FEDERAL 2011 Employee Rights Act
New Notice and Posting Requirements
First, the NLRB has issued a new mandate requiring most private-sector employers to notify employees of their rights under the 194 page National Labor Relations Act by posting a written notice in the workplace (“Notice”). Employers should begin posting the Notice on November 14, 2011. Copies of the Notice poster will be available on the NLRB website (www.nlrb.gov ) and from NLRB regional offices by November 1. Similar postings of workplace rights are required under other federal workplace laws. The new 11-by-17-inch Notice is similar in content and design to a notice of NLRA rights that must be posted by federal contractors under a Department of Labor rule. The new requirement is quite controversial, given that many feel the proposed language is overtly pro-union and that there is no demonstrated need for the new requirement.
Translated versions will be available and must be posted at workplaces where at least 20% of employees are not proficient in English.
Employers must also post the Notice on an intranet or an internet site if personnel rules and policies are customarily posted there. Posters are available from the SOGGDA board office or can be downloaded here.
NLRB Attack On Restrictive Social Media Policies
Many companies have fairly broad policies prohibiting employees from doing anything online or on any of the numerous social media sites (Facebook, etc.) which might cause embarrassment to the company. The NLRB has begun to take a very hard line against such policies in both unionized and union-free companies on the grounds that the policies improperly interfere with an employee’s rights.
On August 18, 2011, the NLRB's general counsel issued a report detailing the agency's efforts to pursue legal action against employers which have arguably overly broad social media policies. The report also details unfair labor practice allegations where employees engaged in what the NLRB deems to be “protected concerted activities” in online social media forums.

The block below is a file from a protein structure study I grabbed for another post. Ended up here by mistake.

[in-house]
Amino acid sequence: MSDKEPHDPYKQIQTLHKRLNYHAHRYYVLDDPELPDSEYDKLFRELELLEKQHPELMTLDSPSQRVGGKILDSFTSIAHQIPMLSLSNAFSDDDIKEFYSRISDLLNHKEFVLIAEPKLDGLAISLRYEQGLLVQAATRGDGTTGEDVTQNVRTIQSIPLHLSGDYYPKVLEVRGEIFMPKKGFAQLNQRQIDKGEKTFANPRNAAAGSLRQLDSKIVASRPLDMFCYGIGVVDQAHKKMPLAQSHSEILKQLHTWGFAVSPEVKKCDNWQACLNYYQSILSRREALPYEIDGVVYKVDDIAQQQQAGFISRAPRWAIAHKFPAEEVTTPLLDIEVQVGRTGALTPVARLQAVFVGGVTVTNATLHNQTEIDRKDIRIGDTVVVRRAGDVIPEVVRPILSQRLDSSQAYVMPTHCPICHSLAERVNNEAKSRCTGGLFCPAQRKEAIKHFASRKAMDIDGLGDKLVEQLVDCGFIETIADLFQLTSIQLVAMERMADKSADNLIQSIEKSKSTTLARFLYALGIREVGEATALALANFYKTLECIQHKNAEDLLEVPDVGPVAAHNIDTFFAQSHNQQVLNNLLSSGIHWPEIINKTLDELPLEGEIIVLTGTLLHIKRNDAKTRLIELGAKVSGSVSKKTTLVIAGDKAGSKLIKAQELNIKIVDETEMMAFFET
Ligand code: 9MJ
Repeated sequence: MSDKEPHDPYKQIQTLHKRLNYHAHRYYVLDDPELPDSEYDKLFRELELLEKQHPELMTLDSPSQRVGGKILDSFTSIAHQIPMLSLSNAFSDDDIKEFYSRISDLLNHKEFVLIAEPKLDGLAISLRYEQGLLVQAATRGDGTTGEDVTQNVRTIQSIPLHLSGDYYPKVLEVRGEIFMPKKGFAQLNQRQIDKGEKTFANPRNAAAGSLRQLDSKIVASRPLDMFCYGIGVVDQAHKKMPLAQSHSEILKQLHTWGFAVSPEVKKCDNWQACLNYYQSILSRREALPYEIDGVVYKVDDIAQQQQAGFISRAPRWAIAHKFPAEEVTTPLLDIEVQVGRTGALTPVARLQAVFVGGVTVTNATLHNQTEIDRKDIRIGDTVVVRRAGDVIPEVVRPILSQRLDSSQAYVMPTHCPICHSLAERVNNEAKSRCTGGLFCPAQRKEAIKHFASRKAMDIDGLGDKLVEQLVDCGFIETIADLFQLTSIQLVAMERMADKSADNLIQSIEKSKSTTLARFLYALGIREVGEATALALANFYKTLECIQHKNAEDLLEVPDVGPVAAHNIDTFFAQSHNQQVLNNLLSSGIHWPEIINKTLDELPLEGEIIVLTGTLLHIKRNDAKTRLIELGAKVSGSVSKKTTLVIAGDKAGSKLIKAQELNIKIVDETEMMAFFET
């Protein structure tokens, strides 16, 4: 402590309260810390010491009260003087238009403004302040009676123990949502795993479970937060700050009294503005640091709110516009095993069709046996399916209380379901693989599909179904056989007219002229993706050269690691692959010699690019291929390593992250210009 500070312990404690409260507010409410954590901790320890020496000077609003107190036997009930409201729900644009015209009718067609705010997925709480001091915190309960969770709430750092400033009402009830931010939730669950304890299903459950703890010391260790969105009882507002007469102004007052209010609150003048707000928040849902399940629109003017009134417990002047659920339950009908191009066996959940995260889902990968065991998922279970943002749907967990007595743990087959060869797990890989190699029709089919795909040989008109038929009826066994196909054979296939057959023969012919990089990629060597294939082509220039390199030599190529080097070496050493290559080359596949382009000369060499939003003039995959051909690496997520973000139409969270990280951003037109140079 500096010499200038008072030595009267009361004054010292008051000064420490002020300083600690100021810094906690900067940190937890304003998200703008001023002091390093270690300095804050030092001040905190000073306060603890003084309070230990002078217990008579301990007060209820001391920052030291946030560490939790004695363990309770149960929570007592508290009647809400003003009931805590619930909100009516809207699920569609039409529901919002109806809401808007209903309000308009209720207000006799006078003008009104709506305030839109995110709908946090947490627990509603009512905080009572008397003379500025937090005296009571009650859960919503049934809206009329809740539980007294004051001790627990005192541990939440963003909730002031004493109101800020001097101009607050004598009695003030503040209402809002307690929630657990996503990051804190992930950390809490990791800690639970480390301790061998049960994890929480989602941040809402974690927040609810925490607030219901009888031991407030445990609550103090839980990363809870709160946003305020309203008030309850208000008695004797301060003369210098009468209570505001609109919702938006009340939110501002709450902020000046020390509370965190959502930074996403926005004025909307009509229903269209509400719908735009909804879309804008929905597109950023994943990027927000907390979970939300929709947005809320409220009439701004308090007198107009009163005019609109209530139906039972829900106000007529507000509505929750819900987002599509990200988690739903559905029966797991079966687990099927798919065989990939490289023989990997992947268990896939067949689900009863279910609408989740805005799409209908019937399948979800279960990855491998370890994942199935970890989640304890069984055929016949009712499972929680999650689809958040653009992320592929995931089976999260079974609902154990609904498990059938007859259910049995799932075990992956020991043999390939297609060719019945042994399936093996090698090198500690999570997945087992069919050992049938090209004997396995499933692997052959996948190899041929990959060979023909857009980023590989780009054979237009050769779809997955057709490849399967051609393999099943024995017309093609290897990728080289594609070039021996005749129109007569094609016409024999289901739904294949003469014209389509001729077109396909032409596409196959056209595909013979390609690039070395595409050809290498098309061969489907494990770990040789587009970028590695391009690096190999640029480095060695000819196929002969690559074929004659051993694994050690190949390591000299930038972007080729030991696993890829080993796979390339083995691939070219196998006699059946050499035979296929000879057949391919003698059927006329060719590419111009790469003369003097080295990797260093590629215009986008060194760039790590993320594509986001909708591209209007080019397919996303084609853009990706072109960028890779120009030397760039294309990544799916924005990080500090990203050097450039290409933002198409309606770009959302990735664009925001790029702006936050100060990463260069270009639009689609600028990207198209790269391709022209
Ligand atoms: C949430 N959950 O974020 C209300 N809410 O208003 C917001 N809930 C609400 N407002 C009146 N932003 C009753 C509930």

Some examples of these provisions that were found to be unlawful by the NLRB include prohibitions on:
- "disparaging remarks when discussing the company or supervisors"
- "offensive conduct"
- "rude or discourteous behavior"
- "inappropriate discussions"
- "using any social media that may violate, compromise or disregard the rights and reasonable expectations as to privacy or confidentiality of any person or entity"
- "communication or post that constitutes embarrassment, harassment, or defamation"
- "statements that lack truthfulness or that might damage the reputation or goodwill of the company”
- "posting anything that [the employees] would not want their supervisor to see or would put their job in jeopardy"
- "use of the employer's logos and photographs of the employer's store, brand or product without written authorization"
The report also details cases where the NLRB has pursued unfair labor practice cases against employers who have terminated employees for engaging in protected, concerted activity online. The online commentary that the NLRB has sought to protect includes examples that many employers would find to be disparaging, profane and disloyal.
Given the NLRB's position, we suggest that you carefully craft your social media policies and, most importantly, seek legal advice before you discipline or terminate anyone for violating the policies.